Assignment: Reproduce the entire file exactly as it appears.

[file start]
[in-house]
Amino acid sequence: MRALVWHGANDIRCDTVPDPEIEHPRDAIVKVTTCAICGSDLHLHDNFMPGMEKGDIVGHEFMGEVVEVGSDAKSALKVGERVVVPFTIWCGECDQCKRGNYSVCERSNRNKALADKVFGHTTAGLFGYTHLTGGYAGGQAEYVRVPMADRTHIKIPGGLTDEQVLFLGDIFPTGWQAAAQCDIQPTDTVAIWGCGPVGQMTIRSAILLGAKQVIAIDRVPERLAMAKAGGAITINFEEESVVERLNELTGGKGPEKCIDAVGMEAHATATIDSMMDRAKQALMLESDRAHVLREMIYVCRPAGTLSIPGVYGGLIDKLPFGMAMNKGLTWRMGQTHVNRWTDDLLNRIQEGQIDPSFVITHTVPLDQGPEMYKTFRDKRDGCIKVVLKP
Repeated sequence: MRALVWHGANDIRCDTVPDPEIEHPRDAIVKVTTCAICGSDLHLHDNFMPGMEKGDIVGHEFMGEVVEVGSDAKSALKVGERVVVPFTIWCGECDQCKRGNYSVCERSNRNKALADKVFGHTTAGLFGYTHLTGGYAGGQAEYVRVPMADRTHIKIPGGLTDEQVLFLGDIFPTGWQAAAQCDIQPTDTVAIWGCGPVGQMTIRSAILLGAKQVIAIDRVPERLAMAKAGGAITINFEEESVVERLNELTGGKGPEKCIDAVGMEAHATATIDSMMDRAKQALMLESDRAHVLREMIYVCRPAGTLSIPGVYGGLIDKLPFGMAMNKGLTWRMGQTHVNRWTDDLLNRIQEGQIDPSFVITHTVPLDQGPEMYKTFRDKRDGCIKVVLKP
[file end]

[in-house]
Amino acid sequence: MRALVWHGANDIRCDTVPDPEIEHPRDAIVKVTTCAICGSDLHLHDNFMPGMEKGDIVGHEFMGEVVEVGSDAKSALKVGERVVVPFTIWCGECDQCKRGNYSVCERSNRNKALADKVFGHTTAGLFGYTHLTGGYAGGQAEYVRVPMADRTHIKIPGGLTDEQVLFLGDIFPTGWQAAAQCDIQPTDTVAIWGCGPVGQMTIRSAILLGAKQVIAIDRVPERLAMAKAGGAITINFEEESVVERLNELTGGKGPEKCIDAVGMEAHATATIDSMMDRAKQALMLESDRAHVLREMIYVCRPAGTLSIPGVYGGLIDKLPFGMAMNKGLTWRMGQTHVNRWTDDLLNRIQEGQIDPSFVITHTVPLDQGPEMYKTFRDKRDGCIKVVLKP
Repeated sequence: MRALVWHGANDIRCDTVPDPEIEHPRDAIVKVTTCAICGSDLHLHDNFMPGMEKGDIVGHEFMGEVVEVGSDAKSALKVGERVVVPFTIWCGECDQCKRGNYSVCERSNRNKALADKVFGHTTAGLFGYTHLTGGYAGGQAEYVRVPMADRTHIKIPGGLTDEQVLFLGDIFPTGWQAAAQCDIQPTDTVAIWGCGPVGQMTIRSAILLGAKQVIAIDRVPERLAMAKAGGAITINFEEESVVERLNELTGGKGPEKCIDAVGMEAHATATIDSMMDRAKQALMLESDRAHVLREMIYVCRPAGTLSIPGVYGGLIDKLPFGMAMNKGLTWRMGQTHVNRWTDDLLNRIQEGQIDPSFVITHTVPLDQGPEMYKTFRDKRDGCIKVVLKP